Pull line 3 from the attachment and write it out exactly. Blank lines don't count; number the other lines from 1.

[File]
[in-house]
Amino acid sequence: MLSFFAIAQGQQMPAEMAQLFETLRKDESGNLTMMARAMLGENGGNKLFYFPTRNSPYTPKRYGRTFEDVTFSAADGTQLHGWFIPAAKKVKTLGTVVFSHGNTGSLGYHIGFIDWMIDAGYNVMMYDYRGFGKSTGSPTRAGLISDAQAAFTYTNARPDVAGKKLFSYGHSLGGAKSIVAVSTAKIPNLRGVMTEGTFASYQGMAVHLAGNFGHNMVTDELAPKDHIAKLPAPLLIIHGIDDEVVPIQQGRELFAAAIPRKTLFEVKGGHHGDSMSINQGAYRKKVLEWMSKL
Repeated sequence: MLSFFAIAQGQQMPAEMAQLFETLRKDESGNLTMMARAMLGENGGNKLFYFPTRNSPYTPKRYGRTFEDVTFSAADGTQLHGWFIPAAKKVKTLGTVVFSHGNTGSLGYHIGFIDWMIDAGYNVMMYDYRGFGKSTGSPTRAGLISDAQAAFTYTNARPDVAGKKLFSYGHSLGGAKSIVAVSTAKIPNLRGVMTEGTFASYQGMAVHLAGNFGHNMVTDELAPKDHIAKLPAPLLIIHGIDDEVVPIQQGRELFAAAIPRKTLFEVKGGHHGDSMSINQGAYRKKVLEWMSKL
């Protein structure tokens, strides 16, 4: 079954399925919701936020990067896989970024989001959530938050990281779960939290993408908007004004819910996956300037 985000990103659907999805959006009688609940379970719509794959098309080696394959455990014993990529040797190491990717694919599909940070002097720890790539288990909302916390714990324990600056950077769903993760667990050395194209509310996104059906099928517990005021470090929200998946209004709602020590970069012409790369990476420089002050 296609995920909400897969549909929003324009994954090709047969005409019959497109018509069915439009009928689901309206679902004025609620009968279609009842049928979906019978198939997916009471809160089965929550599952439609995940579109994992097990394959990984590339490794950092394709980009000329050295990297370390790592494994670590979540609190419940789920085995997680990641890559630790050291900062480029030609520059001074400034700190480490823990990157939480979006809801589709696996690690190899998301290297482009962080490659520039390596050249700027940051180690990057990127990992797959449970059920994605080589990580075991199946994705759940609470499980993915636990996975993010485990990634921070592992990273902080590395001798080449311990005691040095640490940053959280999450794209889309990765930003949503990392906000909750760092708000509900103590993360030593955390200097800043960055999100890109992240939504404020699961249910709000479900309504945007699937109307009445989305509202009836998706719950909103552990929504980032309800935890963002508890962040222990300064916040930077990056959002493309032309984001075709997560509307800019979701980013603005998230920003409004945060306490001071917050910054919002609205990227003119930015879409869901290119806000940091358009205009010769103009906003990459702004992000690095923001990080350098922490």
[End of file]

Repeated sequence: MLSFFAIAQGQQMPAEMAQLFETLRKDESGNLTMMARAMLGENGGNKLFYFPTRNSPYTPKRYGRTFEDVTFSAADGTQLHGWFIPAAKKVKTLGTVVFSHGNTGSLGYHIGFIDWMIDAGYNVMMYDYRGFGKSTGSPTRAGLISDAQAAFTYTNARPDVAGKKLFSYGHSLGGAKSIVAVSTAKIPNLRGVMTEGTFASYQGMAVHLAGNFGHNMVTDELAPKDHIAKLPAPLLIIHGIDDEVVPIQQGRELFAAAIPRKTLFEVKGGHHGDSMSINQGAYRKKVLEWMSKL